Border Radio: Quacks, Yodelers, Pitchmen, Psychics, and Other Amazing Broadcasters of the American Airwaves, Revised Edition
"This book adds immeasurably to our appreciation and understanding of the power the aural medium possesses to mirror and shape culture."
—Communication Booknotes Quarterly
From reviews of the first edition:
"The magic of [a] wildly colorful chapter in broadcast history lives on in this entertainingly informative look at the forces and the people who contributed to the rise of the medium."
"Characters like Wolfman Jack, Reverend Ike, Norman Baker, "Dr." J. R. Brinkley, Pappy O'Daniel and others were master showmen and tremendously successful salesmen. Secret-formula medicines, magic prayer cloths, Crazy Water Crystals, and goat-gland rejuvenations are just part of this often hilarious telling of this outrageous period in broadcast history."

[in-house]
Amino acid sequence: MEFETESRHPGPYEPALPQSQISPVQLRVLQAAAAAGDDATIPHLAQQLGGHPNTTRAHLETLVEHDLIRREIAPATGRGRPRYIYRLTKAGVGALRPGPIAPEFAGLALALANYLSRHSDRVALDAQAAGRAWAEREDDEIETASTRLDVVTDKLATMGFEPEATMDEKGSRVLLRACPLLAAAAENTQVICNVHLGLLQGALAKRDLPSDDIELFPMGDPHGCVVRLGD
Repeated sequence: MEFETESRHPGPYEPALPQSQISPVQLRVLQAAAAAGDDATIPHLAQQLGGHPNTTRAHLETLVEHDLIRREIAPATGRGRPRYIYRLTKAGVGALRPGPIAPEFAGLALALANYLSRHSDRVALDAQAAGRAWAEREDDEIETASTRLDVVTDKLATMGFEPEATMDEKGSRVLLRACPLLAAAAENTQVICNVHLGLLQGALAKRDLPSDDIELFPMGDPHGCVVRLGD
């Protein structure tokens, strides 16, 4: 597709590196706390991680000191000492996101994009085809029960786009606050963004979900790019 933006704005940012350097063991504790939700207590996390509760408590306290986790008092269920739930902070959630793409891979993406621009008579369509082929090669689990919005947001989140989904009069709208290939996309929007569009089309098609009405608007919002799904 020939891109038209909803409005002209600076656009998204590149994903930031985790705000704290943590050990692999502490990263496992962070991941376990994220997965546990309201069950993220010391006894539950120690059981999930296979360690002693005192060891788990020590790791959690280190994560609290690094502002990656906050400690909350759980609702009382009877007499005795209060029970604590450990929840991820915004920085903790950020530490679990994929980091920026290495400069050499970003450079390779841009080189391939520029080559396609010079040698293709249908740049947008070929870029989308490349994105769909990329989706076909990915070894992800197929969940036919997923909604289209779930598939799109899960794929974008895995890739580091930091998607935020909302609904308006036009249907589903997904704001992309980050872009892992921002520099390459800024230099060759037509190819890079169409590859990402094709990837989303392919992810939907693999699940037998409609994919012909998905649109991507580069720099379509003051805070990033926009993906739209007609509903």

"If you're wondering where Herbalife, Home Shopping Network, No-Money-Down Seminars, and Jim and Tammy Bakker found their inspiration and techniques, look no further than this superb book."
—Dallas Morning News
Before the Internet brought the world together, there was border radio. These mega-watt "border blaster" stations, set up just across the Mexican border to evade U.S. regulations, beamed programming across the United States and as far away as South America, Japan, and Western Europe.
This book traces the eventful history of border radio from its founding in the 1930s by "goat-gland doctor" J. R. Brinkley to the glory days of Wolfman Jack in the 1960s. Along the way, it shows how border broadcasters pioneered direct sales advertising, helped prove the power of electronic media as a political tool, aided in spreading the popularity of country music, rhythm and blues, and rock, and laid the foundations for today's electronic church. The authors have revised the text to include even more first-hand information and a larger selection of photographs.
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Foreword by Wolfman Jack
Border Blaster at Black Rock 103
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